History and Globalization
Friday November 5, 2021
I was talking with some friends a few days ago about “transformative technologies” — we got to talking about whether there are specific technologies that are truly transformatave, or whether it makes more sense to look at the technology dependency tree and say that the technologies that we think of as being transformative are not actually technologies, but rather points in time when we realized that we’d developed some branch of technology to the point where it’s transformative.
One funny thing about the modern era is that there are many places where we’re only now starting to realize the effects that extreme globalization is having. History is one of these arenas. Many of the transformative technologies of the past weren’t invented just once, but by many different people in many different places. Fire was surely discovered and tamed many different times by many different people, but even much more modern technologies have a similar story — perhaps most famously, Newton and Leibniz both independently inventing calculus.
It’s much more rare for two people to independently invent the same technology these days, because information flows so much more easily. It’s only in the past two decades or so that global, one-to-many communication became ubiquitous.
Coming back to history, I don’t think it’s a coincidence that the Great Man theory of history arose shortly after globalization began accelerating — it’s much easier to tell stories about individuals being the drivers of history when individuals can have global effects.
This is troubling for how we will tell the history of the 21st century, though, because the Great Man “theory” is not a useful lens for looking at the past, but it’s going to be much easier to lean on it in a world where individuals have very clear and obvious global impacts. If Mark Zuckerberg had not created the first social network that would go on to be globally successful in 2003, it’s highly likely that someone else would have — the important thing from a historical perspective is the structural incentives that gave rise to that, not the features of the specific platform that became successful, or the individual that we identify as being behind that.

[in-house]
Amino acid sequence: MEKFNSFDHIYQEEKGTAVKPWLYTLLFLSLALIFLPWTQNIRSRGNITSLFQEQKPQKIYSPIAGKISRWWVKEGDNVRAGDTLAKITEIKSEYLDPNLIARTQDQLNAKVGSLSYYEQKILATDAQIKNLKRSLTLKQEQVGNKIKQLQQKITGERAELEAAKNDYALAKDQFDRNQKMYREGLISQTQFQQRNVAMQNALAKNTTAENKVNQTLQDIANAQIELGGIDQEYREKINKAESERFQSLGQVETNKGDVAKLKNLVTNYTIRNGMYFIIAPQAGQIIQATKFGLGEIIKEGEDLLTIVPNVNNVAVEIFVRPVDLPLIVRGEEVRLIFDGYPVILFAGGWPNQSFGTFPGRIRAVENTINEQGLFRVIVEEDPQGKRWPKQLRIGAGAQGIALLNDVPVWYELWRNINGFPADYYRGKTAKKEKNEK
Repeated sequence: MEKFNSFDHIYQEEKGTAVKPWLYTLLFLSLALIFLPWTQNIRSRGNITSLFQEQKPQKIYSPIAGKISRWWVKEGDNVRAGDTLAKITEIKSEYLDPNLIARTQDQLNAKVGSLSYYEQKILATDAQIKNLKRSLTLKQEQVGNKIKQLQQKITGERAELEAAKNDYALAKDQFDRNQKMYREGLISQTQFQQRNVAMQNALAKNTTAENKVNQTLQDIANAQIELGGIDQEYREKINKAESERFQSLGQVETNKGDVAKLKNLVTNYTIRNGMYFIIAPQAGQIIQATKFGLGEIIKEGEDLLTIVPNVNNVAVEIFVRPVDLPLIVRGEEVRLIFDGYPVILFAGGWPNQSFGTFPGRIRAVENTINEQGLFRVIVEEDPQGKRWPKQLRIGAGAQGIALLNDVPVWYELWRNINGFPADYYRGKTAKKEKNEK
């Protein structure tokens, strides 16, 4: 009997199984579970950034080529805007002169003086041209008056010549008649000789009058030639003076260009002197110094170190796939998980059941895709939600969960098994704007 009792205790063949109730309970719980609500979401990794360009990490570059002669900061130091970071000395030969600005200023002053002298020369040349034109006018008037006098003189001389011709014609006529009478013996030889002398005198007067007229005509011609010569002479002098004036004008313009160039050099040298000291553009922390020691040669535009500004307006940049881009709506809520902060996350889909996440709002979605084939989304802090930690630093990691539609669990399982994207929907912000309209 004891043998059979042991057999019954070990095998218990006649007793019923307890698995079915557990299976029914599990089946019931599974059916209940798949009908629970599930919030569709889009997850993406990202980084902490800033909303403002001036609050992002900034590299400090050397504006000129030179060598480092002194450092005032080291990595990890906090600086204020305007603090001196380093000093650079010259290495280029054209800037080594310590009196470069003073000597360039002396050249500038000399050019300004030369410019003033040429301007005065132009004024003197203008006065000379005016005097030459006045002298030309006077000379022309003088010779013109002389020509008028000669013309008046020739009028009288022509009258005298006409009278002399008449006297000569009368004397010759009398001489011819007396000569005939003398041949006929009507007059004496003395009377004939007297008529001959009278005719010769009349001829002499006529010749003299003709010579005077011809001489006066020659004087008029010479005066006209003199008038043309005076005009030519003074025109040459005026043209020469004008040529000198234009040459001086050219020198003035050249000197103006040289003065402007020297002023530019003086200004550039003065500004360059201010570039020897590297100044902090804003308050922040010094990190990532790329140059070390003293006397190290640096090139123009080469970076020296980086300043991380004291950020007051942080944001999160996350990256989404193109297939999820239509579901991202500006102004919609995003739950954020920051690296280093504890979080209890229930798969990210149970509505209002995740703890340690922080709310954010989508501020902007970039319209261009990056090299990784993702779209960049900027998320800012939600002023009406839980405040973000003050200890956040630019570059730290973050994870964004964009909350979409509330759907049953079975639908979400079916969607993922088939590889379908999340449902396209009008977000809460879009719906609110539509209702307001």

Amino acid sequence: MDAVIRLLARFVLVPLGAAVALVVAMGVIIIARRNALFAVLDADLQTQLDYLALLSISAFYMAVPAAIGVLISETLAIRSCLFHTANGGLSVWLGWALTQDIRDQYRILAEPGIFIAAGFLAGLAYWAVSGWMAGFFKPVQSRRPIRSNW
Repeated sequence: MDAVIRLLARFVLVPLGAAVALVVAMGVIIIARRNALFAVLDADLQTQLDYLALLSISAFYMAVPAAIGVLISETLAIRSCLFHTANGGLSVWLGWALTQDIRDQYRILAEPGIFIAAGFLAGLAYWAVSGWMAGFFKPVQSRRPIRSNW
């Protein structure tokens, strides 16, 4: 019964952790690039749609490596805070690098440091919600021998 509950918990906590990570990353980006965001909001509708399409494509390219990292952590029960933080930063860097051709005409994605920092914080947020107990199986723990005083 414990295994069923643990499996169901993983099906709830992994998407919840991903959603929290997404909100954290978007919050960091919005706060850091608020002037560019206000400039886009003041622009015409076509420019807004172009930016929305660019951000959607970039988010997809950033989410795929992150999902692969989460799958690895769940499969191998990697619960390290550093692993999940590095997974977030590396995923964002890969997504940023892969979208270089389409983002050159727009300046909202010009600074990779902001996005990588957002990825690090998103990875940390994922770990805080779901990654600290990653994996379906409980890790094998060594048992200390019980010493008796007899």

This isn’t to say that globalization doesn’t have a significant effect on how technology is invented — it does, and since the dependency tree of modern technology is so dense and broad, the cumulative effect of many different technologies being globally understood months or years earlier than they otherwise would be is huge. However, we should be wary of looking at a world where most things are only invented once, and thinking that means the specific circumstances in which things happened to be invented under are fundamentally important.